King’s College, in London. “For the first time we 
have consistent evidence that there is a 
dose-dependent relationship between cannabis use 
and induced psychosis at a population level. The 
more cannabis you consume the more likely you are 
to develop a psychotic disorder.”

The new study, published in 
Lancet Psychiatry journal, looked at 901 
individuals with first episode psychosis who used 
mental health services across Europe between 2010 
and 2015. The researchers collected information 
about participants’ history of cannabis use and 
other recreational drugs. They used published 
data to estimate THC levels in the types of cannabis used by participants.

The strains were classified as either high 
potency ­ over 10 percent THC ­ or low potency ­ under 10 percent THC.

Across the 12 sites, people who used any type of 
cannabis on a daily basis were three times more 
likely to have a diagnosis of a new episode of 
psychosis, compared with people who had never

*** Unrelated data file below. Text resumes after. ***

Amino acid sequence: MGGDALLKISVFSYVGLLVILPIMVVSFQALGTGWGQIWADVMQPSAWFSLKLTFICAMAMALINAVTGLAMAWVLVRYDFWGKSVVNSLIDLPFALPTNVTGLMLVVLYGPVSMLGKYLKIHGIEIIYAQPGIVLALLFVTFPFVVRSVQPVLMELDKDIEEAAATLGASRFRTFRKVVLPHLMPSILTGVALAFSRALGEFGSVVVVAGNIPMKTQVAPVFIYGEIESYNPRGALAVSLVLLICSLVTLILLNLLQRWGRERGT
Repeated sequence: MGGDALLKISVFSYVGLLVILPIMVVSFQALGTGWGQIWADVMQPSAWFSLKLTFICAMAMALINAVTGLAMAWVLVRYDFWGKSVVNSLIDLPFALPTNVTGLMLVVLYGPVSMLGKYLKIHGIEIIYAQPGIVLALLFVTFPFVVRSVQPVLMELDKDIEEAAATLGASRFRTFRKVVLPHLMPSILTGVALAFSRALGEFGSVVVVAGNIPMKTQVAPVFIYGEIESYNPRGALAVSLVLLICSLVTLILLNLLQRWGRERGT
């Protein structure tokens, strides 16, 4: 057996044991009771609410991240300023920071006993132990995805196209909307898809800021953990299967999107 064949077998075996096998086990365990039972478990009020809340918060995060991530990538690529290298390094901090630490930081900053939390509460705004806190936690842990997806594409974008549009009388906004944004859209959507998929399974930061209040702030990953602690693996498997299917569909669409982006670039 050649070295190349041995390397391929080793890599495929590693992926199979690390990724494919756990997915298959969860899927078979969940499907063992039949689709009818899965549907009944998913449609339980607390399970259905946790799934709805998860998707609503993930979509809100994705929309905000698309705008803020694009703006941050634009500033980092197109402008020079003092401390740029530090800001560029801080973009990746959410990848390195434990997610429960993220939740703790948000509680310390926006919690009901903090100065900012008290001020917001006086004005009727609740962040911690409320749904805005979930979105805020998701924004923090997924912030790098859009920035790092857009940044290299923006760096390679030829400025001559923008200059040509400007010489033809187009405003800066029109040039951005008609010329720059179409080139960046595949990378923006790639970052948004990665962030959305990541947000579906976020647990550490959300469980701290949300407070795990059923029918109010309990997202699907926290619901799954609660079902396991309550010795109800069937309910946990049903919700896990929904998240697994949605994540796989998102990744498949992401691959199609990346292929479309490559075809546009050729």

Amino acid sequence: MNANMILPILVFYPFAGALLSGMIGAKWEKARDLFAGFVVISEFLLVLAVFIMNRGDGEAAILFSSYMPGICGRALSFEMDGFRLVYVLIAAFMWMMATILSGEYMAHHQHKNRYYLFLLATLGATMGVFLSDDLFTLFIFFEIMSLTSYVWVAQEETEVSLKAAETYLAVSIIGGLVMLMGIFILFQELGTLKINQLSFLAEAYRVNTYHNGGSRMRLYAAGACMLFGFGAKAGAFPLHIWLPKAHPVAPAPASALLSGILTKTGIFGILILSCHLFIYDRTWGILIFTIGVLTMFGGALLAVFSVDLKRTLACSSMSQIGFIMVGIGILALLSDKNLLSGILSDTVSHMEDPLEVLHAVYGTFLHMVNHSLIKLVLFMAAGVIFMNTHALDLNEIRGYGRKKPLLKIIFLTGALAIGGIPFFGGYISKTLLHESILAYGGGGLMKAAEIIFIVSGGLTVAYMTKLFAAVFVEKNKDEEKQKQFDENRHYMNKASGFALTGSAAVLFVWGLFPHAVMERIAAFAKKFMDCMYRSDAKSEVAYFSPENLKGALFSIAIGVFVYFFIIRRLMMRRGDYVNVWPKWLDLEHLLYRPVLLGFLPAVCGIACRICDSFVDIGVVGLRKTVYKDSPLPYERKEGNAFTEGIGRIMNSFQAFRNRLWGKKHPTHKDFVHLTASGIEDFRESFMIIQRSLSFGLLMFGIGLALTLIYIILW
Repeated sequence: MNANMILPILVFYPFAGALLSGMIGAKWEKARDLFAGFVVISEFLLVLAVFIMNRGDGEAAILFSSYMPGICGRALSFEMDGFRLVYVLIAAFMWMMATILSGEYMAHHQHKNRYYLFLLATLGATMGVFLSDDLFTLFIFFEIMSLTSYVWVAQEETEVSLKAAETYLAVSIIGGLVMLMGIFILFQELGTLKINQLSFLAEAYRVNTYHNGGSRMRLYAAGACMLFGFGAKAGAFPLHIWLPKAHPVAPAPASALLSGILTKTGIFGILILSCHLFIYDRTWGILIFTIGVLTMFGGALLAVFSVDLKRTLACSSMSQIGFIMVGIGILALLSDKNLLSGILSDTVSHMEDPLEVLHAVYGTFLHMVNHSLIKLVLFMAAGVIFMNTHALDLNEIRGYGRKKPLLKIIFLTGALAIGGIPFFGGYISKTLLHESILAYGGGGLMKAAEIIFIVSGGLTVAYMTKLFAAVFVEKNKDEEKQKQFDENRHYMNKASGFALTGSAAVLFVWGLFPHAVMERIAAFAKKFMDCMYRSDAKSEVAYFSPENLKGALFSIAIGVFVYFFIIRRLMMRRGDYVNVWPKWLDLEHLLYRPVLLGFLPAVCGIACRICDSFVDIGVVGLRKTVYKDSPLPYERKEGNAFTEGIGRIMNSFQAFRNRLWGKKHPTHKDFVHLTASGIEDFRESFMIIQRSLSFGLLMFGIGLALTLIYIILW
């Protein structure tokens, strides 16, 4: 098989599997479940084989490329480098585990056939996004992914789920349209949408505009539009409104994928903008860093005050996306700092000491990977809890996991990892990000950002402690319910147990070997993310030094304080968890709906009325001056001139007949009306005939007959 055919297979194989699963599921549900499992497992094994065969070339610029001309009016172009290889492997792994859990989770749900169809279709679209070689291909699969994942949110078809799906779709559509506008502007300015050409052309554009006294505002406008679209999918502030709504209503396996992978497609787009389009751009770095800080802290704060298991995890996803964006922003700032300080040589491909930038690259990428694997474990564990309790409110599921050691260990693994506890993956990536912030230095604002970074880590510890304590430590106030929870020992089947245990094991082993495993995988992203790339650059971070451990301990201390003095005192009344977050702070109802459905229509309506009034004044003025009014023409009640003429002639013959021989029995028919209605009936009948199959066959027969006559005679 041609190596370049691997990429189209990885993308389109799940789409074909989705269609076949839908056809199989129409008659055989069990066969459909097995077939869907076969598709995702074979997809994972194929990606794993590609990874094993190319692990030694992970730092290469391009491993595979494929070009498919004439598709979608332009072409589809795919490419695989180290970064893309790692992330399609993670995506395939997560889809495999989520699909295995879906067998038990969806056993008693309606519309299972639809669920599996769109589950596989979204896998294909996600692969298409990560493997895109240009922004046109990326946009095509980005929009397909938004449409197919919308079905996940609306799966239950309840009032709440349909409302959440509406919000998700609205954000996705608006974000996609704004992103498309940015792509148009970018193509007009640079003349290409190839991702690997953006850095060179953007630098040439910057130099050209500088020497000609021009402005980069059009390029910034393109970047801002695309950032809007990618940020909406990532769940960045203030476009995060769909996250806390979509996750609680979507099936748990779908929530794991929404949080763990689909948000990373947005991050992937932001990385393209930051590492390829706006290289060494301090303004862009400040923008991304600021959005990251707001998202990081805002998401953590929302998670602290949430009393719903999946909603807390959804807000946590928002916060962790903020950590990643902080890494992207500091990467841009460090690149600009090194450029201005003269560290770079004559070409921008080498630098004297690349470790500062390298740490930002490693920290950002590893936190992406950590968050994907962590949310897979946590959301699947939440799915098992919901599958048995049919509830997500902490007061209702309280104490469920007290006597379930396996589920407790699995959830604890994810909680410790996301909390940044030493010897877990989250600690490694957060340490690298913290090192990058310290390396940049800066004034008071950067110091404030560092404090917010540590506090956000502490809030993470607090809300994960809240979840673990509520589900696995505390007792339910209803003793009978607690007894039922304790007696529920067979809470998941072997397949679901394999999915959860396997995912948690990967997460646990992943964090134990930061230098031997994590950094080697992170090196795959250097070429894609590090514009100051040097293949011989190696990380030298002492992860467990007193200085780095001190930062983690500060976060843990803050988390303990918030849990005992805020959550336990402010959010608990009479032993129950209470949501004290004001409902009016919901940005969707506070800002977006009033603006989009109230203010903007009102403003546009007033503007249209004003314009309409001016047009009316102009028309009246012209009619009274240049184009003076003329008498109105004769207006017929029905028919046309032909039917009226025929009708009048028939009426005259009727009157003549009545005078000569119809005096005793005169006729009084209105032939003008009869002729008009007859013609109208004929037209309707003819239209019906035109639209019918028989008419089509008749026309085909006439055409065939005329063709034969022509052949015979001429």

used cannabis, the researchers concluded. This 
increased to five times more likely for daily use of high potency cannabis.

Of all new cases of psychosis across the 12 sites 
during that time period, an estimated one in five 
new cases of psychosis were linked to daily 
cannabis use. One in 10 were linked to use of 
high potency cannabis, the study found.

“THC is the culprit in the psychotic events,” said Di Forti.

In the Netherlands, the THC content reaches up to 
67 percent in certain cities such as Nederhasj. 
In London, skunk-like cannabis, known for its 
strong stench, represents 94 percent of the 
street market and has an average THC of 14 percent.

Previous research has linked weed use and 
psychosis, but the studies haven't been in large 
enough populations to provide reliable results.

A Canadian study 
in the Journal of Child Psychology and Psychiatry 
in 2017 showed a substantial increase in 
“psychotic-like experiences” in teenage users. 
The study also reported adverse effects on 
cognitive development and increased symptoms of depression.

Other studies show that chronic use may even 
interfere with 
development of the adolescent brain.

“The results of this study need to be taken 
seriously,” said Dr. Adrian James, Registrar at 
the Royal College of Psychiatrists, in London.

“Cannabis carries severe health risks and users 
have a higher chance of developing psychosis,” 
James said in a statement. “The risks are